Warmer-than-average temperatures are expected this winter in an enormous area stretching from Arkansas west through Arizona and north as far as the Canadian border, as well as the northern two-thirds of Alaska, according to forecasters at the National Oceanic and Atmospheric Administration (NOAA).
Most of the rest of the United States can expect temperatures to average about normal from December through February, though cooler-than-average temperatures are expected in Hawaii and Florida (excluding the panhandle), the forecasters said.
An “indecisive” El Nino event, which had been expected to influence winter weather in North America, is complicating winter weather forecasting, according to Mike Halpert, deputy director of NOAA’s Climate Prediction Center.
“Typically, by mid-October we have a clear picture of the emerging climate factors that will influence the winter season, including whether El Nino or La Nina will occur. That has not been the case this year, however,” Halpert said. “A few months ago, El Nino appeared likely to develop and persist through the winter, but its development abruptly halted last month, and sea surface temperatures across the Pacific have largely returned to normal. We do still see some signs, however, that El Nino could still develop over the next few months, and that possibility was taken into account for this outlook.”
If El Nino — the warming of water temperatures in the central and equatorial Pacific Ocean — were to strengthen, NOAA’s temperature outlook for the winter months could change significantly, Halpert said.
“If we were to see El Nino intensify, the major shift to the temperature forecast would be the likelihood of more below-average temperatures across the South…maybe in coastal Texas and across the Gulf Coast. Potentially, the warm area would shift out of the Southwest as well,” Halpert said.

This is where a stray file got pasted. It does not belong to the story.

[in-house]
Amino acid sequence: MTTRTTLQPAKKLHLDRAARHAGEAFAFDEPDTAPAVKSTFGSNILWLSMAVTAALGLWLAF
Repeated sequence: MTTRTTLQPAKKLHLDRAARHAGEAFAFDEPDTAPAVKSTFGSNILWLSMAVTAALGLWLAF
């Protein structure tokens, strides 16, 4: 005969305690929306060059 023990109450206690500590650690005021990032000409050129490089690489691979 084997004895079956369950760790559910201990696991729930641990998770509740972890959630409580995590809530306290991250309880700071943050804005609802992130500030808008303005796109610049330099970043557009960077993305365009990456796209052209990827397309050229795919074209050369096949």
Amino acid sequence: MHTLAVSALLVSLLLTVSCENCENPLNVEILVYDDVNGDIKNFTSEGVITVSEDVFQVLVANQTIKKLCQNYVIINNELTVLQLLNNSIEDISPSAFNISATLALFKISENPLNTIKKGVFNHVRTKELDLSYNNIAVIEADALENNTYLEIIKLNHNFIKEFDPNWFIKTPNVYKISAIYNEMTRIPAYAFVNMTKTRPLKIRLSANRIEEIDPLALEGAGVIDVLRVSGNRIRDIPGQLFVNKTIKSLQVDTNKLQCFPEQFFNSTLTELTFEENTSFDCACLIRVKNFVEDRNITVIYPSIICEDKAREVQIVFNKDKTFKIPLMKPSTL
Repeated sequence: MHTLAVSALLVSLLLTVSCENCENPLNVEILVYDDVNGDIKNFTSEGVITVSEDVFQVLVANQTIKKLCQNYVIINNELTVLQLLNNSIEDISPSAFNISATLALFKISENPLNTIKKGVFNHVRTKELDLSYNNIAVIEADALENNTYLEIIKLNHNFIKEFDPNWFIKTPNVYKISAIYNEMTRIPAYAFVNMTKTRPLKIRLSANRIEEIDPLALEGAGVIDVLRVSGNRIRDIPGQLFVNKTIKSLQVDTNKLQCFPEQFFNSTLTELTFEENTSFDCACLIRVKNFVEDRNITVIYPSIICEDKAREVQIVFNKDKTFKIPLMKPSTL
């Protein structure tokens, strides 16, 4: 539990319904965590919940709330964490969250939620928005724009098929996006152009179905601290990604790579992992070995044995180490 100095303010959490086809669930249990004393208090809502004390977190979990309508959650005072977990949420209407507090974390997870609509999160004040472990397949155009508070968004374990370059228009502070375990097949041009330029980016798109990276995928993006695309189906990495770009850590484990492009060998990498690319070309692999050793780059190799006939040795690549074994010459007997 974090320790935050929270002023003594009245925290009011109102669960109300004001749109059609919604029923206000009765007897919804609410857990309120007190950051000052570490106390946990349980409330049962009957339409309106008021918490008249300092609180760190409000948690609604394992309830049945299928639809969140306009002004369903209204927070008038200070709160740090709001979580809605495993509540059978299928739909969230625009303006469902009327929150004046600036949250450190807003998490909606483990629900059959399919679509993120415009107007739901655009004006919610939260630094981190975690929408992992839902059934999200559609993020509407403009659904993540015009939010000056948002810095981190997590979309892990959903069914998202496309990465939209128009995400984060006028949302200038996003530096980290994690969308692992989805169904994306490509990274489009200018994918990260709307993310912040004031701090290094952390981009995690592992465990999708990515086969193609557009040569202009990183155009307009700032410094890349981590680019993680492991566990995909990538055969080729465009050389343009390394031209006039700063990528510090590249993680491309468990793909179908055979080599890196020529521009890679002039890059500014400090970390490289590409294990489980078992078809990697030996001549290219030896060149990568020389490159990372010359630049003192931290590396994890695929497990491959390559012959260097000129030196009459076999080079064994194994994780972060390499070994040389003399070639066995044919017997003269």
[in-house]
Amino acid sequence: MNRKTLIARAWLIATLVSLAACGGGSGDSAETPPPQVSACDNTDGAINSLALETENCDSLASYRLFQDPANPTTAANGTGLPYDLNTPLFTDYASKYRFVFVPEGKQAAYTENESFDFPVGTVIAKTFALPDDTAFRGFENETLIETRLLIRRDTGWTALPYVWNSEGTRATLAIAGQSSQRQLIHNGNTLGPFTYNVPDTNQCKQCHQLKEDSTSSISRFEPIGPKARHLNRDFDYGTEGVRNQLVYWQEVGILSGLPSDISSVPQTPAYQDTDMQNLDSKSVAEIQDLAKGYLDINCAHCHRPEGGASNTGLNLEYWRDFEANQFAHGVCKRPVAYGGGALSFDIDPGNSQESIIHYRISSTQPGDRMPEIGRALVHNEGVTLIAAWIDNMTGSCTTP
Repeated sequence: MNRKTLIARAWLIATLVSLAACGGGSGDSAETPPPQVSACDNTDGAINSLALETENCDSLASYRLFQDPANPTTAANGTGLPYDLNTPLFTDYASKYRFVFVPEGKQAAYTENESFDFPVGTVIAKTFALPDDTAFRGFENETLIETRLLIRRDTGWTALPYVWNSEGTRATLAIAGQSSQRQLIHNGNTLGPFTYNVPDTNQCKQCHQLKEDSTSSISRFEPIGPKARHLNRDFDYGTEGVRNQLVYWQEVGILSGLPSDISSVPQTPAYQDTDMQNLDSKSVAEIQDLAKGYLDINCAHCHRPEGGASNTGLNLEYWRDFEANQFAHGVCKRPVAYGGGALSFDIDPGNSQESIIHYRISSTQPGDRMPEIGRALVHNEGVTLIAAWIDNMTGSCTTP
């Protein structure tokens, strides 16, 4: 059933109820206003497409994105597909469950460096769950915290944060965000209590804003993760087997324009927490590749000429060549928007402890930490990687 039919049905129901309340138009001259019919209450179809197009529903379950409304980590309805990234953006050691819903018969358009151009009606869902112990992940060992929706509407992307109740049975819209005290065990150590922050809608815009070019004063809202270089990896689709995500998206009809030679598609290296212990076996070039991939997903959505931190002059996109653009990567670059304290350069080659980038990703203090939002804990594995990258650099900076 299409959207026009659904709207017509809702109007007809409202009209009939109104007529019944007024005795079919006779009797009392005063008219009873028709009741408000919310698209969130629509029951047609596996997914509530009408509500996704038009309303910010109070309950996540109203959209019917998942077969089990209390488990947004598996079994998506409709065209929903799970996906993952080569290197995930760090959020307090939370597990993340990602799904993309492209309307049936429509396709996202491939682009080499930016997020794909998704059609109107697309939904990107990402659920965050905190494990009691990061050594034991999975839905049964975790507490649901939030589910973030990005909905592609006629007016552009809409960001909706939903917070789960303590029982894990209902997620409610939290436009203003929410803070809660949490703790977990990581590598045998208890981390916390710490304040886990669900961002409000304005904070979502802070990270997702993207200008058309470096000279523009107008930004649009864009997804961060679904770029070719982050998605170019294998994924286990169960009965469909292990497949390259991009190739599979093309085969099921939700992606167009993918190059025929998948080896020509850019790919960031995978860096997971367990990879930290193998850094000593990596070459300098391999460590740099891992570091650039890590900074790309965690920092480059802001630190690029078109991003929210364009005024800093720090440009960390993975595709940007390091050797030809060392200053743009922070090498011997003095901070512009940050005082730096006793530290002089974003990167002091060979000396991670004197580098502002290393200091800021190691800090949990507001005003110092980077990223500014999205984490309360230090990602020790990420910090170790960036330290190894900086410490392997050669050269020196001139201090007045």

What caused the El Nino to recede is unclear, Halpert said. “It is unique in the roughly 60 years of data, but that’s still a fairly small sample size. Why it’s happened is something that we really don’t know at this point. Certainly, our models didn’t pick up on that, particularly our computer models, the dynamical models, really favored this to develop. It just seemed like when ocean temperatures became warm enough we never saw any interaction with the atmosphere, and absent that interaction…temperatures just returned back toward normal.”
Forecasters at Andover, MA-based Weather Services International have said they expect much of the eastern United States will experience generally mild temperatures through the end of the year (see Daily GPI, Sept. 25). Their forecast was based in part on the faltering El Nino event.
Households heating with natural gas will spend an average of 15% more this winter than last year due to a relatively colder heating season, slightly higher residential gas prices and an increase in demand, according to the Energy Information Administration (see Daily GPI, Oct. 11). Winter was unseasonably warm last year, resulting in little additional demand and weak prices.
January through September was the warmest first nine months of the year in U.S. history, according to NOAA, and 2012 is likely to go down as one of the warmest on record for the Lower 48.
“Above-normal temperatures, including episodes of record and near-record warmth have been consistent since last fall,” said Deke Arndt, chief of climate monitoring at NOAA’s Climate Prediction Center.
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